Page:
Hundreds of people attended the Wednesday afternoon funeral of 15-year-old Aryeh Schupak, a resident of Jerusalem's Har Nof neighborhood who was killed in a bombing at the entrance to Jerusalem on Wednesday morning.
Schupak studied in the Beit Meir yeshiva, and held Canadian citizenship. He was killed next to his good friend, who he traveled to yeshiva with each morning and who suffered injuries in the bombing.
Schupak's father said, "I just want to tell my son, Aryeh, goodbye. I apologize to you. G-d gave, and G-d took. He was a child who taught us a lesson."
The principal of the school where Schupak studied said, "Aryeh is still here with us." He added that on Tuesday, a staff member had noticed that Aryeh was not feeling well, and told him not to come to yeshiva the next day. But Aryeh insisted on coming to pray in the yeshiva and learn.
"He fought hard, with all his strength, he did not have an easy life," the principal added. "He held on to his tefillin and his studies, and he managed to get himself onto a good path. He was intended for greatness."
"There is not a single person in the entire class who can say that he ever saw anger in this child - with Aryeh, he did not know what anger was. He would walk in the street and help everyone he could, he was beloved by all."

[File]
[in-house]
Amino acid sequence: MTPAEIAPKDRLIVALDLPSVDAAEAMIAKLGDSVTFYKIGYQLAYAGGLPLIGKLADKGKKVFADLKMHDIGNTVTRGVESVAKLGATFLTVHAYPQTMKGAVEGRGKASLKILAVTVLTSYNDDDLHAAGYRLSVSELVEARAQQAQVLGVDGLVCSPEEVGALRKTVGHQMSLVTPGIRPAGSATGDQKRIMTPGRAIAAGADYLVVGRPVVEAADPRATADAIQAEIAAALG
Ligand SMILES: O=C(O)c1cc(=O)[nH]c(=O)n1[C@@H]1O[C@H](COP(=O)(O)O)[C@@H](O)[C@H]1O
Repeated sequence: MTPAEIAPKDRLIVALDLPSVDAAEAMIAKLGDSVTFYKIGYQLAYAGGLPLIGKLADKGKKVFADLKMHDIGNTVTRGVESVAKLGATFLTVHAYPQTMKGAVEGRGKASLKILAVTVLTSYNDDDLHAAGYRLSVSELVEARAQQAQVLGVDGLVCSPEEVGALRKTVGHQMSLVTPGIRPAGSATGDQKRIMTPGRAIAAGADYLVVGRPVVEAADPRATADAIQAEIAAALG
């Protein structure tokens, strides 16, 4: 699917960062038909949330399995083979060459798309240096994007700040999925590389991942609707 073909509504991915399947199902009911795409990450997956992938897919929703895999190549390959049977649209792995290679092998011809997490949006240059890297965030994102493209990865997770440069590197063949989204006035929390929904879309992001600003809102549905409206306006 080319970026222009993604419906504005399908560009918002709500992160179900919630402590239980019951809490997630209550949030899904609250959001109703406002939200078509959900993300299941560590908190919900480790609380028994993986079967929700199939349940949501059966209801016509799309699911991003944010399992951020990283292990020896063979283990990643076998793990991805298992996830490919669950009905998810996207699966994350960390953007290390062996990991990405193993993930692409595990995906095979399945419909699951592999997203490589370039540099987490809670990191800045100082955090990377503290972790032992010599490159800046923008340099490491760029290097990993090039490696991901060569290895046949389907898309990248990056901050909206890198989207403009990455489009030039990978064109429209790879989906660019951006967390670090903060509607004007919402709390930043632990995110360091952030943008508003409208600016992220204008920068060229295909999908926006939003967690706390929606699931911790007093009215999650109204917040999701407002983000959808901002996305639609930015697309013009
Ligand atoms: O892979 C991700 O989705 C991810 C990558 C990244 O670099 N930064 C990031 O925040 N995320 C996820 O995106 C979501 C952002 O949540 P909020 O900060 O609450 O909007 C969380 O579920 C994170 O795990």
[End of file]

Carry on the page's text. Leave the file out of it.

Rabbi David Yosef mourned, "How awful it is to accompany a young boy, who was bar mitzvah not long ago, a mere child, who finished elementary school just a year ago, together with my grandson. He was raised in a very special family, good parents, righteous, with good characters, an amazing family. He came to yeshiva, was there one year, and now we are accompanying him to his eternal resting place. Oy, it is so much pain."
"When we have people who fight against the Torah, G-d punishes us. Those who are fighting us are not a 'nation' - there never was such a thing as a Palestinian nation. They are a nation of murder. They see murder as holy. Our job is to strengthen our faith in the Creator of the World. Our war against them will be by means of Torah, that we sit and serve G-d."
Shlomo Benjamin, Schupak's friend and a counselor in the yeshiva he studied in, told Kan Reshet Bet that Schupak was "the most special of the group, and liked by all."
According to him, there was a third yeshiva student who crossed the street at the time of the explosion, after he heard Schupak's friend call for help.
"He did not say anything about Aryeh, we thought he just wasn't there," Benjamin said.
"Only after the prayers were we informed that Aryeh had been there," Benjamin told Esti Perez Ben-Ami. "We knew about his friend Elchanan, who was injured, that he was there. After the prayers, Aryeh's mother told us that he had entered the operating room, and we started praying for his recovery. And then we found out. Aryeh was beloved by all. He had humor and was full of joy. He fought like a lion to succeed in his studies. He was taken from us. We are trying to digest this together."
Schupak's funeral left the Boston Synagogue in Har Nof at 3:00p.m. His friend Elchanan Biton, who is the same age as he is, was severely injured in the bombing. The two were on their way to yeshiva when the explosion occurred.
Among the others injured in the bombings are a man in his 40s who is critically injured, three people who are in serious condition, and two who are in moderate condition. All of the injured suffered penetrative injuries, some of them from metal screws or other shrapnel.